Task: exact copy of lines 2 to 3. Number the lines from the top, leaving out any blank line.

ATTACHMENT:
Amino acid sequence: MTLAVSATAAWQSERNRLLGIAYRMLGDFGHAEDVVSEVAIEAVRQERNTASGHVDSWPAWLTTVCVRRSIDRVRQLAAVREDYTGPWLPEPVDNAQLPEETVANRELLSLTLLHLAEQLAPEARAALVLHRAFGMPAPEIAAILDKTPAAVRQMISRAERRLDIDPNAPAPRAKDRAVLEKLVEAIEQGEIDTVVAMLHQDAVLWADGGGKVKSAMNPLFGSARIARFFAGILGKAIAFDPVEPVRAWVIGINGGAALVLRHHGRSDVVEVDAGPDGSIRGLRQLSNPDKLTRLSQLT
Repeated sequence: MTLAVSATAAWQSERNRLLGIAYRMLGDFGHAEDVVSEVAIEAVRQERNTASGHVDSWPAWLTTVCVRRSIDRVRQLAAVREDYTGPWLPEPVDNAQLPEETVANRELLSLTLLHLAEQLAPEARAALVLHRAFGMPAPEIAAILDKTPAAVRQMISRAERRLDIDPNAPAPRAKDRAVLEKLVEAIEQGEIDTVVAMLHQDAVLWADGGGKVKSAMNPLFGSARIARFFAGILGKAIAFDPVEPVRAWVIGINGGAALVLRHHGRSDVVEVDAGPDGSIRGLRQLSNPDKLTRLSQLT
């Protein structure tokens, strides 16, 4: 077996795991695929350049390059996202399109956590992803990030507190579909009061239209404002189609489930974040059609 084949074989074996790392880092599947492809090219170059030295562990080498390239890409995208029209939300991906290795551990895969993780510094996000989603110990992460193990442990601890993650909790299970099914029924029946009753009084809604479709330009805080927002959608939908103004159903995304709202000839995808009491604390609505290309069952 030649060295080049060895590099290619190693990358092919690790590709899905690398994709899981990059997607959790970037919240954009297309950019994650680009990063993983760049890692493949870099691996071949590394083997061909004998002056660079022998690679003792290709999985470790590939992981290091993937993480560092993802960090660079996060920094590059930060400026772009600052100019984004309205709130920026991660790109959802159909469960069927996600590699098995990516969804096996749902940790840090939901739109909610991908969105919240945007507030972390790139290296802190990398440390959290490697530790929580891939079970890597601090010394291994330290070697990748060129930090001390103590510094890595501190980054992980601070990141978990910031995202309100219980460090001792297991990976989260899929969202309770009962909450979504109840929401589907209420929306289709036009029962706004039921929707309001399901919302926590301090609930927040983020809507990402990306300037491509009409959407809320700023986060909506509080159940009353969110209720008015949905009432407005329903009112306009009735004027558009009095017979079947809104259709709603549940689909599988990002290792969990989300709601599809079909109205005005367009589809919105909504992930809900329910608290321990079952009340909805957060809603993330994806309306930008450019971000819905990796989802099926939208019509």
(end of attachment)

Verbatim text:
Repeated sequence: MTLAVSATAAWQSERNRLLGIAYRMLGDFGHAEDVVSEVAIEAVRQERNTASGHVDSWPAWLTTVCVRRSIDRVRQLAAVREDYTGPWLPEPVDNAQLPEETVANRELLSLTLLHLAEQLAPEARAALVLHRAFGMPAPEIAAILDKTPAAVRQMISRAERRLDIDPNAPAPRAKDRAVLEKLVEAIEQGEIDTVVAMLHQDAVLWADGGGKVKSAMNPLFGSARIARFFAGILGKAIAFDPVEPVRAWVIGINGGAALVLRHHGRSDVVEVDAGPDGSIRGLRQLSNPDKLTRLSQLT
């Protein structure tokens, strides 16, 4: 077996795991695929350049390059996202399109956590992803990030507190579909009061239209404002189609489930974040059609 084949074989074996790392880092599947492809090219170059030295562990080498390239890409995208029209939300991906290795551990895969993780510094996000989603110990992460193990442990601890993650909790299970099914029924029946009753009084809604479709330009805080927002959608939908103004159903995304709202000839995808009491604390609505290309069952 030649060295080049060895590099290619190693990358092919690790590709899905690398994709899981990059997607959790970037919240954009297309950019994650680009990063993983760049890692493949870099691996071949590394083997061909004998002056660079022998690679003792290709999985470790590939992981290091993937993480560092993802960090660079996060920094590059930060400026772009600052100019984004309205709130920026991660790109959802159909469960069927996600590699098995990516969804096996749902940790840090939901739109909610991908969105919240945007507030972390790139290296802190990398440390959290490697530790929580891939079970890597601090010394291994330290070697990748060129930090001390103590510094890595501190980054992980601070990141978990910031995202309100219980460090001792297991990976989260899929969202309770009962909450979504109840929401589907209420929306289709036009029962706004039921929707309001399901919302926590301090609930927040983020809507990402990306300037491509009409959407809320700023986060909506509080159940009353969110209720008015949905009432407005329903009112306009009735004027558009009095017979079947809104259709709603549940689909599988990002290792969990989300709601599809079909109205005005367009589809919105909504992930809900329910608290321990079952009340909805957060809603993330994806309306930008450019971000819905990796989802099926939208019509």